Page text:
More Committee Inquiries – skilled & semi-skilled migration, Pacific Islands and New Zealand

I’m trying to keep my toe(s) in the water of a range of different of Senate and Parliamentary Committee Inquiries at the moment. Following on from spending the last couple of days focused on the petrol sniffing inquiry, I attended public hearings today in Brisbane into an inquiry by the Joint Migration Committee into overseas skills recognition, licensing and related issues for migrants to Australia.

In a world of ever-changing skills and trades, it is hard to get this issue precisely right. However, I do find it puzzling that the government is increasing our intake of people on skilled permanent visas to record levels – close to 100 000 this year – when there are still so many problems with matching migrants’ skills and qualifications with what is required in Australia. This problem is exacerbated when you also add the sizeable number of people receiving temporary skilled and business visas.

A separate Senate inquiry is being held which touches on other labour market related migration issues. This is examining the viability of allowing people from Pacific Island countries to come to Australia on some form of temporary unskilled employment visas. These are sometimes called ‘guest workers’, although I think this is a bit misleading. We already have over 100 000 working holiday visas issued each year, which play a key role in filling gaps in the unskilled labour market, such as seasonal agricultural and hospitality work. I shouldn’t pre-empt the findings of the inquiry, but personally, I’m not sure why allowing people to come from Pacific Island countries is so dramatically different to this.

Here are a couple of pieces on the topic. Firstly, an opinion piece from last year by Hugh White:

Be careful what you wish for. Two years ago John Howard went to Auckland to tell the leaders of the South Pacific to take a hard look at their collective future. They agreed and developed a Pacific Plan, which could one day become the stepping stone to a regional confederation among Australia and its small neighbours.

Now Howard faces a test: if he is serious about Pacific integration, he must allow Pacific Islanders to come and work in Australia on short-term visas.

Secondly, an article outlining the contents of a federal government commissioned report by a taskforce on foreign aid:

Australia will have to open its doors to potentially tens of thousands of unskilled migrants to save its smaller Pacific island neighbours from economic ruin, a report commissioned by the Federal Government has found. The report, by a taskforce on foreign aid, argues that the plight of the island nations has become so dire that urgent remedies, notably moving abroad in search of job opportunities, are necessary to keep them viable.

The tiny states of Nauru, Kiribati and Tuvalu are cited as the economies most in need of a migration fix. But the report also points to Melanesian nations like Papua New Guinea, the Solomon Islands and Vanuatu, with their larger populations.

Late last year, the Prime Minister, John Howard, flatly rejected a request from Pacific island leaders to allow seasonal workers into the country, arguing that it would simply create a new pool of visa overstayers.

Another inquiry which has just been initiated is a review of Australia’s trade and investment relations with New Zealand under the Closer Economic Relations (CER) Agreement. Whilst the CER is a classic, long standing (and in my view highly successful) bi-lateral agreement, I think it could also be used to provide more constructive engagement with many countries in the South Pacific too.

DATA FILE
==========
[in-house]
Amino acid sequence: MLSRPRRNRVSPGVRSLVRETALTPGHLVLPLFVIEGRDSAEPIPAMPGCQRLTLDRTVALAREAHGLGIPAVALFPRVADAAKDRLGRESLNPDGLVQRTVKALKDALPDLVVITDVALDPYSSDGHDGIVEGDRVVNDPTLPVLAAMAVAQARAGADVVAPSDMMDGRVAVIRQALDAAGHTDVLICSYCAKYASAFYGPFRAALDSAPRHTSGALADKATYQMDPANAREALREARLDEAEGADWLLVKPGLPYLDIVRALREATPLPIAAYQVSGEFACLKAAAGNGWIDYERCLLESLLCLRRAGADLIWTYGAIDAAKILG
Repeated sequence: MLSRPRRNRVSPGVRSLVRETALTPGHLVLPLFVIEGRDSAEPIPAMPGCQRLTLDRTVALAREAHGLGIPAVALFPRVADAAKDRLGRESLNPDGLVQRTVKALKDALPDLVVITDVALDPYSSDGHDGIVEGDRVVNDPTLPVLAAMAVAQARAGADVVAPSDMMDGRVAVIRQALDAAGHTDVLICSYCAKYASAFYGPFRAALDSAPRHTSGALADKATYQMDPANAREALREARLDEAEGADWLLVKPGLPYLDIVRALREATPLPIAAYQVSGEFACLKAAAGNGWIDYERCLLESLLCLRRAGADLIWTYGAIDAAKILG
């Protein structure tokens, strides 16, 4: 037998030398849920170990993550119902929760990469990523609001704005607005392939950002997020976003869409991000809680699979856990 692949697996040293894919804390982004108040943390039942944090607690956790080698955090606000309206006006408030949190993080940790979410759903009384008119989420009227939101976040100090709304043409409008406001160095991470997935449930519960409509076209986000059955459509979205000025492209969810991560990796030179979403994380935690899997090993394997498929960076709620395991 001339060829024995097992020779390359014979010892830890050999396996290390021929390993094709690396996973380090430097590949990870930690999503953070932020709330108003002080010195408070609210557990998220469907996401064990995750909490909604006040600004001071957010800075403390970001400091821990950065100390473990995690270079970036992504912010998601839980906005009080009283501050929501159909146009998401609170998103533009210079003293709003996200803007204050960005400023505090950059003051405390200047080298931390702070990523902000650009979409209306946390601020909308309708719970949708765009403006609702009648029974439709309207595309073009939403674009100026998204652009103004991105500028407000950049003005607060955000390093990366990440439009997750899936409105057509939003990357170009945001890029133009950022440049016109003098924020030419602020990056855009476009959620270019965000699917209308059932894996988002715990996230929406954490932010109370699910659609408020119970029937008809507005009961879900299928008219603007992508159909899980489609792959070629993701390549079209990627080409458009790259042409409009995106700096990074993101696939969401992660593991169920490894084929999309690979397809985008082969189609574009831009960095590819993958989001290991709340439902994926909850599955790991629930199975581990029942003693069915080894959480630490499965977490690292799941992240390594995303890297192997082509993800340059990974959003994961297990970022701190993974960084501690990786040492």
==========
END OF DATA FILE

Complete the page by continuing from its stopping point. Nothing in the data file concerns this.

These inquiries might all seem to be dry examinations of technical aspects of immigration and trade policy, but to me they show why immigration is so central to economic prosperity and economic opportunities for our whole region. It raises a range of difficult consequential matters that need to be addressed, but the wider social and economic benefits are significant if the opportunities are grasped and these things are done well.

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22 Comments

  1. More cynicism, but I can’t help it.

    If we organised for the populations of drowning Pacific islands to come here under labour schemes we could continue to deny global warming.

  2. Geoff, a few things. When the idea was floated several months ago the intention was that young Islands men would be able to work at seasonal labouring jobs in Australia.

    There is little if any training required for fruit picking, thinning, or packing. And as many Aussies know, the pay isn’t all that good. When I spent some time picking a few years ago the workers were holidaying students, long term backpackers who wanted to get an extended visa by having worked for a while, and the odd older couple seeing their country. Very few young people work at picking full time or as their sole source of income.

    Aussie farmers would likely welcome an influx of labour. There would be a temptation to lower wages, and something would need to be set in place to monitor that, but otherwise the economic argument for increased unskilled labour coming from our region is sound.

    Further, Mr Downer likes to claim that Australia is respected in the region. Surely agreeing to allow short-term immigration for economic reasons would only serve to heighten that supposed respect.

    And finally, the remittances that would flow from workers in Australia back to Pacific communities would be as good as foreign aid in terms of contributing to community-level development, possibly even funding investment in microenterprise. Unlike aid, the monies would not “boomerang” back to Aussie companies, and would likely go directly to families, some outside of the formal economy.

    All that stands in the way of this win-win outcome is the cock-eyed domestic politics of the government and a spattering of supposedly nationalist attitudes that obscure the bigger picture.